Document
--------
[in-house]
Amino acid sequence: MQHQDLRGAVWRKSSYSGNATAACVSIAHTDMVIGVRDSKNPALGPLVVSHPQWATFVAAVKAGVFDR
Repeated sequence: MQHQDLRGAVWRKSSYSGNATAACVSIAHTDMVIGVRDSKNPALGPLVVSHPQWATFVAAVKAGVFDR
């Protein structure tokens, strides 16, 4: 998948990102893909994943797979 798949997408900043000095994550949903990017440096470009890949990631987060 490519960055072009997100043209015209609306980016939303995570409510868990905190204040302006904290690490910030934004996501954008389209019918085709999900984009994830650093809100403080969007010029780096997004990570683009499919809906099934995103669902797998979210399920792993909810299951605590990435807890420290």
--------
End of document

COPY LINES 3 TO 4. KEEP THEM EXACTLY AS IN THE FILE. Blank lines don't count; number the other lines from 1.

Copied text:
Repeated sequence: MQHQDLRGAVWRKSSYSGNATAACVSIAHTDMVIGVRDSKNPALGPLVVSHPQWATFVAAVKAGVFDR
């Protein structure tokens, strides 16, 4: 998948990102893909994943797979 798949997408900043000095994550949903990017440096470009890949990631987060 490519960055072009997100043209015209609306980016939303995570409510868990905190204040302006904290690490910030934004996501954008389209019918085709999900984009994830650093809100403080969007010029780096997004990570683009499919809906099934995103669902797998979210399920792993909810299951605590990435807890420290």